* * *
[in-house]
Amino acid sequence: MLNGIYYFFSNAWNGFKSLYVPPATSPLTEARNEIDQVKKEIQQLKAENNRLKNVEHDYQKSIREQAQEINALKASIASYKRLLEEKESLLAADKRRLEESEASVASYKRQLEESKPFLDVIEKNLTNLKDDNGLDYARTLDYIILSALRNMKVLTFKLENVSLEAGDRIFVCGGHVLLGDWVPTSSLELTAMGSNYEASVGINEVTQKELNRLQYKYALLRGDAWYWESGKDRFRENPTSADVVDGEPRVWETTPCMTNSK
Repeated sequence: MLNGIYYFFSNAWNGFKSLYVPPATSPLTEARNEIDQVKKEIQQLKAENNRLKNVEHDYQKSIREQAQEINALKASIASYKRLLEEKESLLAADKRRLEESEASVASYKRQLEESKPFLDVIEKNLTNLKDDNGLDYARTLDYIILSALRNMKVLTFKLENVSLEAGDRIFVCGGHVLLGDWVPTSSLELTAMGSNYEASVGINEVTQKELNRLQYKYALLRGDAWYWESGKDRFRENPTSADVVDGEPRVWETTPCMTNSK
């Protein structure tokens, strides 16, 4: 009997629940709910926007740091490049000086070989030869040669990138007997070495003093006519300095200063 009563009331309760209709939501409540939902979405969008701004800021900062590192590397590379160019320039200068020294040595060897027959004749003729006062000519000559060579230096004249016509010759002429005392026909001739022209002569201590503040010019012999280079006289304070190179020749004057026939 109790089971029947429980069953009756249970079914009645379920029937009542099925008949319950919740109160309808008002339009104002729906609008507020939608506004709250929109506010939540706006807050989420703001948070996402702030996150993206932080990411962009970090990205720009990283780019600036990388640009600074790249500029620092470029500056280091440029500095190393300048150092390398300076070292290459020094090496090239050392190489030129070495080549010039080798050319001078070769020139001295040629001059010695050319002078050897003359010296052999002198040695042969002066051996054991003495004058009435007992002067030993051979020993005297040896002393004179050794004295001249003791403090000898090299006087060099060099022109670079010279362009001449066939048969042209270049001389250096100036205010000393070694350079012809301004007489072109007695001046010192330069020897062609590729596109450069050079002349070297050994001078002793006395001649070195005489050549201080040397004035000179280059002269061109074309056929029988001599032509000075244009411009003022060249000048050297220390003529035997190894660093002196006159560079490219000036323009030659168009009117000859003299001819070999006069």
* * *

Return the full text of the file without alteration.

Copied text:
[in-house]
Amino acid sequence: MLNGIYYFFSNAWNGFKSLYVPPATSPLTEARNEIDQVKKEIQQLKAENNRLKNVEHDYQKSIREQAQEINALKASIASYKRLLEEKESLLAADKRRLEESEASVASYKRQLEESKPFLDVIEKNLTNLKDDNGLDYARTLDYIILSALRNMKVLTFKLENVSLEAGDRIFVCGGHVLLGDWVPTSSLELTAMGSNYEASVGINEVTQKELNRLQYKYALLRGDAWYWESGKDRFRENPTSADVVDGEPRVWETTPCMTNSK
Repeated sequence: MLNGIYYFFSNAWNGFKSLYVPPATSPLTEARNEIDQVKKEIQQLKAENNRLKNVEHDYQKSIREQAQEINALKASIASYKRLLEEKESLLAADKRRLEESEASVASYKRQLEESKPFLDVIEKNLTNLKDDNGLDYARTLDYIILSALRNMKVLTFKLENVSLEAGDRIFVCGGHVLLGDWVPTSSLELTAMGSNYEASVGINEVTQKELNRLQYKYALLRGDAWYWESGKDRFRENPTSADVVDGEPRVWETTPCMTNSK
């Protein structure tokens, strides 16, 4: 009997629940709910926007740091490049000086070989030869040669990138007997070495003093006519300095200063 009563009331309760209709939501409540939902979405969008701004800021900062590192590397590379160019320039200068020294040595060897027959004749003729006062000519000559060579230096004249016509010759002429005392026909001739022209002569201590503040010019012999280079006289304070190179020749004057026939 109790089971029947429980069953009756249970079914009645379920029937009542099925008949319950919740109160309808008002339009104002729906609008507020939608506004709250929109506010939540706006807050989420703001948070996402702030996150993206932080990411962009970090990205720009990283780019600036990388640009600074790249500029620092470029500056280091440029500095190393300048150092390398300076070292290459020094090496090239050392190489030129070495080549010039080798050319001078070769020139001295040629001059010695050319002078050897003359010296052999002198040695042969002066051996054991003495004058009435007992002067030993051979020993005297040896002393004179050794004295001249003791403090000898090299006087060099060099022109670079010279362009001449066939048969042209270049001389250096100036205010000393070694350079012809301004007489072109007695001046010192330069020897062609590729596109450069050079002349070297050994001078002793006395001649070195005489050549201080040397004035000179280059002269061109074309056929029988001599032509000075244009411009003022060249000048050297220390003529035997190894660093002196006159560079490219000036323009030659168009009117000859003299001819070999006069």